Carl Hiaasen is the comic genius of the Florida mystery novel. He has a way of making the bizarre underbelly of Florida culture hilarious and lovable. Double Whammy is Hiaasen's first book to feature Skink, a character who appears in many of his novels. Skink meets up with R.J. Decker, a former news photographer turned private investigator (of sorts) who has been hired to look into cheating in major bass fishing tournaments.
Of course, as is the case with all of Hiaasen's novels, nothing is as simple as it seems. Decker gets sucked into this world, finding himself the subject of an investigation instead of the other way around. Skink is his muse, his guide, his roadside chef. Decker pines for his ex-wife, but gets distracted by the siren song of his client's sister. Decker and Skink may not get their man, but their man gets what's coming.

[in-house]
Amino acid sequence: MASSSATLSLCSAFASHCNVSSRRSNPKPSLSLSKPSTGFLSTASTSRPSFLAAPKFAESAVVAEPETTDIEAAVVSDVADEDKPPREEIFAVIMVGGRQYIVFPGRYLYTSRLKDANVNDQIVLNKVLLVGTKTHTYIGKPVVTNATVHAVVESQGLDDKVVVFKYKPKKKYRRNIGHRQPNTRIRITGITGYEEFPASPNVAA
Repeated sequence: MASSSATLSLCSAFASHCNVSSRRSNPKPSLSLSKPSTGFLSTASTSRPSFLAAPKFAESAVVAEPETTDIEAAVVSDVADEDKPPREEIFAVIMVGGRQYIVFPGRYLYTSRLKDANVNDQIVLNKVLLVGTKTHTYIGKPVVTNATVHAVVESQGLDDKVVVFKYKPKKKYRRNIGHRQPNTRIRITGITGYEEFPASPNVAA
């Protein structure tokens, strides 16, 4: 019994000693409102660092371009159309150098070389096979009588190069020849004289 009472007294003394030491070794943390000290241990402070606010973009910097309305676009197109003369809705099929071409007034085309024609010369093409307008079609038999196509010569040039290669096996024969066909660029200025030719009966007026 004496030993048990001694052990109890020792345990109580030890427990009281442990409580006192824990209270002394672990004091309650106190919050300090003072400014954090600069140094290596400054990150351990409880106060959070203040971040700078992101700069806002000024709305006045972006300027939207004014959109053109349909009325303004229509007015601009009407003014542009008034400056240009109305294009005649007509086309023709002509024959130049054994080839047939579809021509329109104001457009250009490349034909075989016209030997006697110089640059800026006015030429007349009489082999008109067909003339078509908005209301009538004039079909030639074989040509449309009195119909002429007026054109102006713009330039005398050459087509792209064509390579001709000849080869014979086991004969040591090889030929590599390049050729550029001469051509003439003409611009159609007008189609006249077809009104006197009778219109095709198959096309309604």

For some authors, the plot twists and turns and delayed revelations that Hiaasen attempts would weigh down the story. Hiaasen finds a way to make the unwieldy and absurd work. Lest you think only fishing fans will enjoy this book trust me: you
don't have know and love fishing. Hiaasen makes fun of fishing
competitions and TV shows, but in an affectionate way. He also makes fun of greedy televangelists, but not very affectionately. The familiar target that seems to work its way into every Hiaasen book: Florida land developers. Skink is Hiaasen's alter-ego, living off the land (and water) of Florida, bemoaning every shovelful of dirt, dredged up lake, and built up coast line suffered in the Sunshine State.
I have to admit, I did not enjoy Double Whammy as much as I have enjoyed some of Hiaasen's later novels. But since it introduces Skink, Hiaasen fans won't want to pass it up. Skink is one of the strangest, most memorable characters I have run across in fiction. Now, if I were to run across him in real life, I'm not sure what I'd do. . . . May he live long in the works of Carl Hiaasen.